FROM THE OFFICE OF THE GOVERNOR
Gov. Michelle Lujan Grisham on Friday announced her legislative priorities for the 2022 regular session of the New Mexico Legislature, centered on investing in policies and programs that will benefit students, workers, families, businesses and communities large and small across the state. Highlights of the agenda include raises for educators, tax cuts for New Mexico businesses, legislative proposals targeted at violent crime, and initiatives to support New Mexico businesses and diversify the state’s economy.
Accompanying the Executive Budget Recommendation for Fiscal Year 23, the governor’s investment and policy plan for the 2022 legislative session encompasses a diverse array of issue areas and policies all aimed at improving the well-being and opportunity of New Mexicans.
“This is a critical opportunity to strategically and responsibly invest in transformative programs that support New Mexicans in building stronger, brighter futures,” said Gov. Lujan Grisham. “This agenda supports a thriving New Mexico, one where we choose to proactively invest in families, communities, workers and businesses.”
In her first three years in office, the governor has achieved every legislative priority set out when she took office in 2019, including an increase in the state’s minimum wage; the establishment and funding of an Early Childhood Education and Care Department; legislative approval of a proposed constitutional amendment to further invest in early childhood education; expanding access to free higher education; the establishment of an aggressive carbon-free energy transition framework; the legalization of recreational cannabis; the growth of a thriving film and television industry; the establishment of a state office of outdoor recreation; expanding access to affordable high-quality health care and protecting provisions of the Affordable Care Act relied on by New Mexicans; capping insulin costs; eliminating copays for behavioral health services; providing humane end-of-life options to the terminally ill; the protection of access to reproductive health care; an expansion of common-sense gun safety laws; fixing the state’s pension system; and more.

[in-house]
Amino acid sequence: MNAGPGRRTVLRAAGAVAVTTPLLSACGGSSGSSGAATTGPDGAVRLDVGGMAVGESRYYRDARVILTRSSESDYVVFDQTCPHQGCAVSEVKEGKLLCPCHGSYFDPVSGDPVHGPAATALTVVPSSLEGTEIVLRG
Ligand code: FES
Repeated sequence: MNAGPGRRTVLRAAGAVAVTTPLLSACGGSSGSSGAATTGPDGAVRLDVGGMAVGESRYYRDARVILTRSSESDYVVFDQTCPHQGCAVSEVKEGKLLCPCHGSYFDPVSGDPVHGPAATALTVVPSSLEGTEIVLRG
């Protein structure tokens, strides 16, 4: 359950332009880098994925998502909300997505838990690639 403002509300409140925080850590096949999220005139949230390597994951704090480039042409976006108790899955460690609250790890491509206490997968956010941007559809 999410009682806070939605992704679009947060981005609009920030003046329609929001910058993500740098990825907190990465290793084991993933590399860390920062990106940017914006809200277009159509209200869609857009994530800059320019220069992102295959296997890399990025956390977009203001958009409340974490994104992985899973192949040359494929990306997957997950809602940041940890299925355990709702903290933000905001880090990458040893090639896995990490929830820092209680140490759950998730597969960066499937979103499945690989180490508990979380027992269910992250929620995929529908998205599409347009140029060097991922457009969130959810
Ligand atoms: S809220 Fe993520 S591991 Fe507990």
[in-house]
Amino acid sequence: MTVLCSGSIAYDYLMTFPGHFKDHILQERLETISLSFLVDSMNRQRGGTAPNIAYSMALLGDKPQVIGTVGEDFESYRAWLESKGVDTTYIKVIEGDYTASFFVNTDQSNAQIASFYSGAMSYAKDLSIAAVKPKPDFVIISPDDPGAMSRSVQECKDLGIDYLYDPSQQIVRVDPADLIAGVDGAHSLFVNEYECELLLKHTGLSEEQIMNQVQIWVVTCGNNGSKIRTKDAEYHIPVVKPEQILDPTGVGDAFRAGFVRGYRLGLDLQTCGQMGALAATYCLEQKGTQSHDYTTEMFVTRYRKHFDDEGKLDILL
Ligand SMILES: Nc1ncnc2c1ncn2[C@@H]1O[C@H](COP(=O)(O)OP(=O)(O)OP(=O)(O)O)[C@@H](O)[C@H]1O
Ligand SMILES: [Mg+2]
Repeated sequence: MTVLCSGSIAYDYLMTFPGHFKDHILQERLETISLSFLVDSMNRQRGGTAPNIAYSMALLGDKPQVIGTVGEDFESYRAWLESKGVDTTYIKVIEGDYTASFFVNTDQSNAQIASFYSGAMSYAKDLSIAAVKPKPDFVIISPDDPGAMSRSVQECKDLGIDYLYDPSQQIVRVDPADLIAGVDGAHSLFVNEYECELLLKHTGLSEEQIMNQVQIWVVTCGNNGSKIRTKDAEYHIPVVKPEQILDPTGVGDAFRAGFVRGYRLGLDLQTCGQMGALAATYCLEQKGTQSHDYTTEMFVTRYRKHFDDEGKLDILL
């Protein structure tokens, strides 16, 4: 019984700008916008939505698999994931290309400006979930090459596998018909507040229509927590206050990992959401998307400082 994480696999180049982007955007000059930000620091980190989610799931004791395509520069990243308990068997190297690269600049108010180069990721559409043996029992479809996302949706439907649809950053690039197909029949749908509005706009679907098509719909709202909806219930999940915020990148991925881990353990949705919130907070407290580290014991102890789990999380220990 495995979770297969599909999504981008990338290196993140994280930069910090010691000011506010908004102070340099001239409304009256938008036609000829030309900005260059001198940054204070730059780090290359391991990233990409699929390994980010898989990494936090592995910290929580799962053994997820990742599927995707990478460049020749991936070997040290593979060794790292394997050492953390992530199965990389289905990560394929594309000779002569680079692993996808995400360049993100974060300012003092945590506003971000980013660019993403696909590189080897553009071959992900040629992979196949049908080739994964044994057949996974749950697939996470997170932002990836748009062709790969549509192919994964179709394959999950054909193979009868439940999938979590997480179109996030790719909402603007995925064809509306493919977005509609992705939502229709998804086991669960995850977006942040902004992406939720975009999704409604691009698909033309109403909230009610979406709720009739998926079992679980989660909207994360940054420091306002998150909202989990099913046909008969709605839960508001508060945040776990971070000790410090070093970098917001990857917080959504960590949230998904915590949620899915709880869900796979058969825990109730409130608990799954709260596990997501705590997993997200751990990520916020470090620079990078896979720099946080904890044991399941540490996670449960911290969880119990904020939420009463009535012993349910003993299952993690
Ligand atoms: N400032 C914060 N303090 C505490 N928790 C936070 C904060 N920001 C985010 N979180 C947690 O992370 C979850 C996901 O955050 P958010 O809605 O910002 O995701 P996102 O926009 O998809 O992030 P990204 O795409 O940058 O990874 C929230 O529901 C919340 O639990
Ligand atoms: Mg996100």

The governor’s priorities for the legislative session, scheduled to begin Tuesday, Jan. 18, include:
Providing raises for educators: The governor has proposed and is advocating for 7 percent raises for all public school education personnel, as well as increases to base educator salary levels in the state’s three-tier licensure system, raising minimum teacher salary levels to $50,000, $60,000, and $70,000, representing an average 35% total increase in base salary levels since the Lujan Grisham administration came into office. These raises would follow a 6 percent raise for public school staff authorized by the Lujan Grisham administration and Legislature in 2019 and a 2 percent increase authorized in 2020.
Making free college a reality: Through expansion of the Opportunity Scholarship created in 2020, the governor proposes to permanently remove financial barriers to higher education for New Mexico students, ensuring that New Mexicans are not forced to choose between financial security and furthering their education. The proposed $85.5 million increase in the Opportunity Scholarship program will cover tuition costs for all New Mexico students of higher education, including non-traditional students and those seeking credit-bearing certificates. An estimated 22,000 additional New Mexicans will be able to achieve their educational goals because of this funding.